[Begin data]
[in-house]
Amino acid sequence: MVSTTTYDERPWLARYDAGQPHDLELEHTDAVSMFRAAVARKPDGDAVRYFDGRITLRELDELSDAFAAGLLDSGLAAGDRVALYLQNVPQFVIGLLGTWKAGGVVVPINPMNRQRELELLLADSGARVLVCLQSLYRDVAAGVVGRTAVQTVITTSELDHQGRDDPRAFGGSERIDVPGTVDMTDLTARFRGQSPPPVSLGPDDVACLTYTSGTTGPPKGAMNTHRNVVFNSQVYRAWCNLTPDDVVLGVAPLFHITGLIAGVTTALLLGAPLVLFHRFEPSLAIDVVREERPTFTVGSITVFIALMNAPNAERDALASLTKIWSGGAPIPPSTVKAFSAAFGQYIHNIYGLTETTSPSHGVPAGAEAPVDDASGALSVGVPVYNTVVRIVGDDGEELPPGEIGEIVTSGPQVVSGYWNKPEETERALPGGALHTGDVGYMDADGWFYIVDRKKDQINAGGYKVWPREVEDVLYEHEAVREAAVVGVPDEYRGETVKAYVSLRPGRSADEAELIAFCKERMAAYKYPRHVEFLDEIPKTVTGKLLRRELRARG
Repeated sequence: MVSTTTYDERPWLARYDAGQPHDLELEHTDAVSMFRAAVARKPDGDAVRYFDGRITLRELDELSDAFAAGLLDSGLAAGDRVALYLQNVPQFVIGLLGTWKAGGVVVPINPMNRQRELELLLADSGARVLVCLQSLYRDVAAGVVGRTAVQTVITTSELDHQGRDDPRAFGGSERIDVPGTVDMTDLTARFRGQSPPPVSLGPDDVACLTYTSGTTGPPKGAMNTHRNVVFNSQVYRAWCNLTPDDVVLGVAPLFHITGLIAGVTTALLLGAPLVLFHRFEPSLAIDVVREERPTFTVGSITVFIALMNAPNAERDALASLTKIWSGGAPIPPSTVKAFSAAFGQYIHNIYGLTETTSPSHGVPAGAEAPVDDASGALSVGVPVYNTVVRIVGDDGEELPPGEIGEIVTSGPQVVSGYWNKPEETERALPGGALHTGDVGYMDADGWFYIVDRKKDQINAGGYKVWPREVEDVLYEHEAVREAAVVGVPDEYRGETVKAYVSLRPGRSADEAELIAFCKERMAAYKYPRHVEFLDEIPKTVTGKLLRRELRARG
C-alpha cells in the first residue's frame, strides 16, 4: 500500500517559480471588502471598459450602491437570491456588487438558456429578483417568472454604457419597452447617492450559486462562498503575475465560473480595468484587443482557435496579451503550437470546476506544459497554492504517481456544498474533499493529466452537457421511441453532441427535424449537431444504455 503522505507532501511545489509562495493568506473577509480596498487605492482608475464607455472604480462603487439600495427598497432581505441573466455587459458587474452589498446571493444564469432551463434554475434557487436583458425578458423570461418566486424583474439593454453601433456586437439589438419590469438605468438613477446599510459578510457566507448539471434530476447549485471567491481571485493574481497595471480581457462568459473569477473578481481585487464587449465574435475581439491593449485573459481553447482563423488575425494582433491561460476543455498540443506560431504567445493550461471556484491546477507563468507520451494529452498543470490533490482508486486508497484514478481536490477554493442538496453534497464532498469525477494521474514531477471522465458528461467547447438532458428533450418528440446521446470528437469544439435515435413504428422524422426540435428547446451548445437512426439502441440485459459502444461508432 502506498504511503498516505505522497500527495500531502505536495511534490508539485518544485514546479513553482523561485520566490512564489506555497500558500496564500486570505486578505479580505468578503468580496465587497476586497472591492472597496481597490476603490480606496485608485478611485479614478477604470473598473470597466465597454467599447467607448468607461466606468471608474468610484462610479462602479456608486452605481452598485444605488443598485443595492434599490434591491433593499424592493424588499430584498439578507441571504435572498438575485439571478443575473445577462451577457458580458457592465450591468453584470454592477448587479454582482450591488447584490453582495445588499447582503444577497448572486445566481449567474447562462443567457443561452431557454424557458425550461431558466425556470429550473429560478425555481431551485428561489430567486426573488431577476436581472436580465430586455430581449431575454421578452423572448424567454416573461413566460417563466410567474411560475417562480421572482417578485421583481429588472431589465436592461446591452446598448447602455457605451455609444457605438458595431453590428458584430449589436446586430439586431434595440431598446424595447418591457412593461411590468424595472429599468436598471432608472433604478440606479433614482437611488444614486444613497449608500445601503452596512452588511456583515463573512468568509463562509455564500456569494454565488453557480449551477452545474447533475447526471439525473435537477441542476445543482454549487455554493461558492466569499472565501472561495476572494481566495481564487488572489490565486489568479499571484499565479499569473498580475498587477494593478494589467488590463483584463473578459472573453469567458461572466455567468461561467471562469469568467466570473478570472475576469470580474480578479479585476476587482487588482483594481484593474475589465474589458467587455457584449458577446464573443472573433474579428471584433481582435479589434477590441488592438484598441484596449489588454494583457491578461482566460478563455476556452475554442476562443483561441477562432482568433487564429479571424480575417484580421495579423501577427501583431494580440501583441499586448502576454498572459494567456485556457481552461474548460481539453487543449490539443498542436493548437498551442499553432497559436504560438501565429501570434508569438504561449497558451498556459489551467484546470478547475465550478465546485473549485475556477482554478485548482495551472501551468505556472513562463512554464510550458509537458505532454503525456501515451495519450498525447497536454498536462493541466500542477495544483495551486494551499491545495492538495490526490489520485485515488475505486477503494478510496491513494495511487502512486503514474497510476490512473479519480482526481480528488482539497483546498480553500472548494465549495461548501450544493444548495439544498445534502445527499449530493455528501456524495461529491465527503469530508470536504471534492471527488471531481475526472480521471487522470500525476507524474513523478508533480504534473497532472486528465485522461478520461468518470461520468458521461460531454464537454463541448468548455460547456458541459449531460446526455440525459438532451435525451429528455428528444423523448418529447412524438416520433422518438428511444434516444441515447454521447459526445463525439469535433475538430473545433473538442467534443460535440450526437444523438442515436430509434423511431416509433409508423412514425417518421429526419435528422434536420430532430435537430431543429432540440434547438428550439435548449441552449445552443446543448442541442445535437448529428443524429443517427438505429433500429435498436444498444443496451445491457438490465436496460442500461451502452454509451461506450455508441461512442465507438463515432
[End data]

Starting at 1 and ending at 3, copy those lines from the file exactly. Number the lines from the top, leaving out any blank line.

[in-house]
Amino acid sequence: MVSTTTYDERPWLARYDAGQPHDLELEHTDAVSMFRAAVARKPDGDAVRYFDGRITLRELDELSDAFAAGLLDSGLAAGDRVALYLQNVPQFVIGLLGTWKAGGVVVPINPMNRQRELELLLADSGARVLVCLQSLYRDVAAGVVGRTAVQTVITTSELDHQGRDDPRAFGGSERIDVPGTVDMTDLTARFRGQSPPPVSLGPDDVACLTYTSGTTGPPKGAMNTHRNVVFNSQVYRAWCNLTPDDVVLGVAPLFHITGLIAGVTTALLLGAPLVLFHRFEPSLAIDVVREERPTFTVGSITVFIALMNAPNAERDALASLTKIWSGGAPIPPSTVKAFSAAFGQYIHNIYGLTETTSPSHGVPAGAEAPVDDASGALSVGVPVYNTVVRIVGDDGEELPPGEIGEIVTSGPQVVSGYWNKPEETERALPGGALHTGDVGYMDADGWFYIVDRKKDQINAGGYKVWPREVEDVLYEHEAVREAAVVGVPDEYRGETVKAYVSLRPGRSADEAELIAFCKERMAAYKYPRHVEFLDEIPKTVTGKLLRRELRARG
Repeated sequence: MVSTTTYDERPWLARYDAGQPHDLELEHTDAVSMFRAAVARKPDGDAVRYFDGRITLRELDELSDAFAAGLLDSGLAAGDRVALYLQNVPQFVIGLLGTWKAGGVVVPINPMNRQRELELLLADSGARVLVCLQSLYRDVAAGVVGRTAVQTVITTSELDHQGRDDPRAFGGSERIDVPGTVDMTDLTARFRGQSPPPVSLGPDDVACLTYTSGTTGPPKGAMNTHRNVVFNSQVYRAWCNLTPDDVVLGVAPLFHITGLIAGVTTALLLGAPLVLFHRFEPSLAIDVVREERPTFTVGSITVFIALMNAPNAERDALASLTKIWSGGAPIPPSTVKAFSAAFGQYIHNIYGLTETTSPSHGVPAGAEAPVDDASGALSVGVPVYNTVVRIVGDDGEELPPGEIGEIVTSGPQVVSGYWNKPEETERALPGGALHTGDVGYMDADGWFYIVDRKKDQINAGGYKVWPREVEDVLYEHEAVREAAVVGVPDEYRGETVKAYVSLRPGRSADEAELIAFCKERMAAYKYPRHVEFLDEIPKTVTGKLLRRELRARG